BURLEY, Idaho — Members of Southern Idaho Potato Cooperative who grow for J.R. Simplot Co. have approved a contract with the company that reduces their payments by roughly 2.5 percent.
SIPCO will now go back and adjust its previously approved contract with McCain Frozen Foods, which would have kept payments to growers flat, said SIPCO Executive Director Dan Hargraves.
Hargraves explained SIPCO had agreed to revise McCain’s contract upon reaching a lower payment rate with another processor.
Hargraves said the SIPCO growers narrowly approved the Simplot contract during a March 11 meeting in Burley, reluctant to accept a second consecutive year of backward-moving contract prices. The new contract takes about 20 cents off of last year’s base rates, bringing them down to about $7.40-$7.60 per hundredweight for Russet Burbank, depending on the growing region.
“The grower support for the Simplot pricing was mediocre. The offer passed, but it was not by any stretch of the imagination an overwhelming majority,” Hargraves said, adding his growers disagree with cutting their margins while demand for frozen potato products remains flat.
Simplot officials declined to comment.
Contrary to Simplot’s position, SIPCO members believe input prices for 2014 range from flat to up slightly.
“We really appreciate and agree with McCain’s actions in Idaho,” Hargraves said. “They did their own analysis, and they recognized that and took a position in Idaho to try to help our group maintain pricing so we could continue to put all of our inputs in to grow the quality of potatoes they need for processing. We’re disappointed that was not shared by the other processors.”
Though fall fertilizer prices were down, Hargraves said potassium and nitrogen costs have risen this spring. Furthermore, he said Idaho growers will be saddled with significantly higher power costs that won’t be experienced in the Columbia Basin. He said chemical costs are also up.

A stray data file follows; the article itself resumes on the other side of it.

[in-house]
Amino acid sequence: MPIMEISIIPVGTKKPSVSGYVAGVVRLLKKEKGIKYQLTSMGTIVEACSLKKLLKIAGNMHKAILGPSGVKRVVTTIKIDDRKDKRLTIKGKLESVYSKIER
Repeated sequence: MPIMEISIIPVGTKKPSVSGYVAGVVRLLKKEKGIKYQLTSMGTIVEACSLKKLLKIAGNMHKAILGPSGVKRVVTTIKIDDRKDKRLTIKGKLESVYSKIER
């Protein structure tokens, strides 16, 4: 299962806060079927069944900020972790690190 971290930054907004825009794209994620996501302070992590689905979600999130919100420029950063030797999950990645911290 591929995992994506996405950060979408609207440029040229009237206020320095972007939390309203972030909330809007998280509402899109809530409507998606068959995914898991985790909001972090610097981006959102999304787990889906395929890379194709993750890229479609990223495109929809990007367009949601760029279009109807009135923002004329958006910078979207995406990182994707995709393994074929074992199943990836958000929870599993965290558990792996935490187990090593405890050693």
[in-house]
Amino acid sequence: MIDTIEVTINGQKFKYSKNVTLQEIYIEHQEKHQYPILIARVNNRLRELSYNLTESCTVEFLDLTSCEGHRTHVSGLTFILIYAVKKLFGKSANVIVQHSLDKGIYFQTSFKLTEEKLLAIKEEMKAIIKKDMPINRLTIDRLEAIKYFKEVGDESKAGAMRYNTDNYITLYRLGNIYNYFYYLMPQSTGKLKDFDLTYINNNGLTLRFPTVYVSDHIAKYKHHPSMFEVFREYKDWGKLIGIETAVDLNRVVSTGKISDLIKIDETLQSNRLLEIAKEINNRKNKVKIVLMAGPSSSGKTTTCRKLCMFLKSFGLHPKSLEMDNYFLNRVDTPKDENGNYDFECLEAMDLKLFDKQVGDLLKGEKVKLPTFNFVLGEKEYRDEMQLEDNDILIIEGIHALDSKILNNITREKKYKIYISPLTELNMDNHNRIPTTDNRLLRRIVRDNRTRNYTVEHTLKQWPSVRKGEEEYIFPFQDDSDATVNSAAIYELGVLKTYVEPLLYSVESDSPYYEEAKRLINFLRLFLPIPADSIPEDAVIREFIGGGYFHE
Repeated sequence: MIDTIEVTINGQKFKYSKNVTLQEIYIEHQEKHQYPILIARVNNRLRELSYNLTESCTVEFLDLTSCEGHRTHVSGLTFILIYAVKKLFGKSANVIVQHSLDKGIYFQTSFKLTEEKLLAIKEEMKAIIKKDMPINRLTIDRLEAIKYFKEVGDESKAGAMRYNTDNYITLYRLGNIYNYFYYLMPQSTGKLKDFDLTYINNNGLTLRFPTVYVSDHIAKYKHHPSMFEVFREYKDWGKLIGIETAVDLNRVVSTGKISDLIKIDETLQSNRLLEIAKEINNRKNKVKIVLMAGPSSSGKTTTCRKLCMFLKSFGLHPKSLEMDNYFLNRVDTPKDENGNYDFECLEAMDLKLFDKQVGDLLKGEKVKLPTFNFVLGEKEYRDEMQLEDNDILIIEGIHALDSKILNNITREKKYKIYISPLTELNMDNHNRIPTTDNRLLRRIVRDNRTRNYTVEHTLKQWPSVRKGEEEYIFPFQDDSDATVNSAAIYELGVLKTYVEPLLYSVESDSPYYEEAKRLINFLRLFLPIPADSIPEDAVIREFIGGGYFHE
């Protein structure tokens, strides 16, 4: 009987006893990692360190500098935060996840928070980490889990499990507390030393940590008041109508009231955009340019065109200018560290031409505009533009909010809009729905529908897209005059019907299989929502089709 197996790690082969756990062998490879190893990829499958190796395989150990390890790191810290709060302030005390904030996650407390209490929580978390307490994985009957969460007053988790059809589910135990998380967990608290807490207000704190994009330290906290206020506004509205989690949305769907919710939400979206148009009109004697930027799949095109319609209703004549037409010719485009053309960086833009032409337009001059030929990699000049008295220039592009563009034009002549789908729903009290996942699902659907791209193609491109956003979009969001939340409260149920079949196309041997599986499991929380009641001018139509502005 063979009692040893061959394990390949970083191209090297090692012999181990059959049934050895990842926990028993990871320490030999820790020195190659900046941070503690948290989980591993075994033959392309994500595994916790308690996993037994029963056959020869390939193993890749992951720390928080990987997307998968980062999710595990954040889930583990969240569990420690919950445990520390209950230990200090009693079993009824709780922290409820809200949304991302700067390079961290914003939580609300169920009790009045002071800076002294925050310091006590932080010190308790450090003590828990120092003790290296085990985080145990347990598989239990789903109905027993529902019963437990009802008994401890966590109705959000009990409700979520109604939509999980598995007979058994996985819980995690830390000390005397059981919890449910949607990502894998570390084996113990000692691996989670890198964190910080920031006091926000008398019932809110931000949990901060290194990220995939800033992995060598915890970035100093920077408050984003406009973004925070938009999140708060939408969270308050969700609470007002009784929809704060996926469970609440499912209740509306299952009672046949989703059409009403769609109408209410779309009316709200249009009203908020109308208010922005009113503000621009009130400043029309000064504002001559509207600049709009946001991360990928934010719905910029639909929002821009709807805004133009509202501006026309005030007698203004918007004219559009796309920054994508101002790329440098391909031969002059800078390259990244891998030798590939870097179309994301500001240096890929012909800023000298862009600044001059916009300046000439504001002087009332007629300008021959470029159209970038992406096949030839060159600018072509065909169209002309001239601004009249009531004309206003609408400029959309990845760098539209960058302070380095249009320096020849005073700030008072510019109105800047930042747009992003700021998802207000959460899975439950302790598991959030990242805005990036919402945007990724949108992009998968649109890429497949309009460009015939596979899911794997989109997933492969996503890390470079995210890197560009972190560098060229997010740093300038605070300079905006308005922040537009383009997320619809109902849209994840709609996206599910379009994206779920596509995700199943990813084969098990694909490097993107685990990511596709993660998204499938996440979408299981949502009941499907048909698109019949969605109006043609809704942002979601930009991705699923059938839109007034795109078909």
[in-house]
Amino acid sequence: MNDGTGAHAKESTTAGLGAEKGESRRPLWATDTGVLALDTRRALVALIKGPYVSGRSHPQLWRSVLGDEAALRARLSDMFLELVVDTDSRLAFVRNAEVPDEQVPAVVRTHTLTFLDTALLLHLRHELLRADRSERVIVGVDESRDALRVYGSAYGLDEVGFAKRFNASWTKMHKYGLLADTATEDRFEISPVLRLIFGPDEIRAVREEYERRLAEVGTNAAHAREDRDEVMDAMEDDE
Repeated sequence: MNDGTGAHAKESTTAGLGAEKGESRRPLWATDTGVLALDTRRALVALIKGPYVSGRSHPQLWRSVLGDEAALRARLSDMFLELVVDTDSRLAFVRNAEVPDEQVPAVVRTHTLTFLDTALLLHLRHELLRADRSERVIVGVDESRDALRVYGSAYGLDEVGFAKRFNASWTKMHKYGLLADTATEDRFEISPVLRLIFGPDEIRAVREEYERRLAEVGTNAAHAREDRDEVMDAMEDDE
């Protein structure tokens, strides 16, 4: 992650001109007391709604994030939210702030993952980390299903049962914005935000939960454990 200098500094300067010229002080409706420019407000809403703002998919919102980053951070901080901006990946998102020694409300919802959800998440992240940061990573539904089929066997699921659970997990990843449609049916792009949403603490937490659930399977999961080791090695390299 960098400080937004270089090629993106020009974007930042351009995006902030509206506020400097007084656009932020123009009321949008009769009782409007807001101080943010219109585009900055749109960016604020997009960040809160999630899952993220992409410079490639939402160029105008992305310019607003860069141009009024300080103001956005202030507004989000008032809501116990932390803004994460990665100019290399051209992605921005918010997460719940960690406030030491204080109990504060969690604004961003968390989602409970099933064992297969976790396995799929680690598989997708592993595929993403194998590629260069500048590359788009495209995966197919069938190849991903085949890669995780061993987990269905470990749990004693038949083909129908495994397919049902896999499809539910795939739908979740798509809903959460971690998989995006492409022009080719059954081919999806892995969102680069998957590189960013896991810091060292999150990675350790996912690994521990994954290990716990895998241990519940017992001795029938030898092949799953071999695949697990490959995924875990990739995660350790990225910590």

In 2013, Hargraves said Idaho growers lost part of their margin when they weren’t fully reimbursed for the added costs of spraying crops for zebra chip, a relatively new disease to the Pacific Northwest that ruins potato quality by creating bands that darken when fried.
“The end result is we’re going to go backwards. We’ve gone back to where we’re selling those potatoes for less than we were in 2012,” Hargraves said.
He emphasized that hot weather during the past two growing seasons has boosted yields and helped growers pad their margins. He believes margins in the new contract with Simplot could prove to be slim if weather conditions result in more typical yields. For this season, he said growers have already purchased their seed and fertilized fields and likely won’t make any changes in their rotations.
“I think there’s going to be a lot less enthusiasm as we go forward to plant these acres unless we get a more accurate rendering of what costs are,” Hargraves said.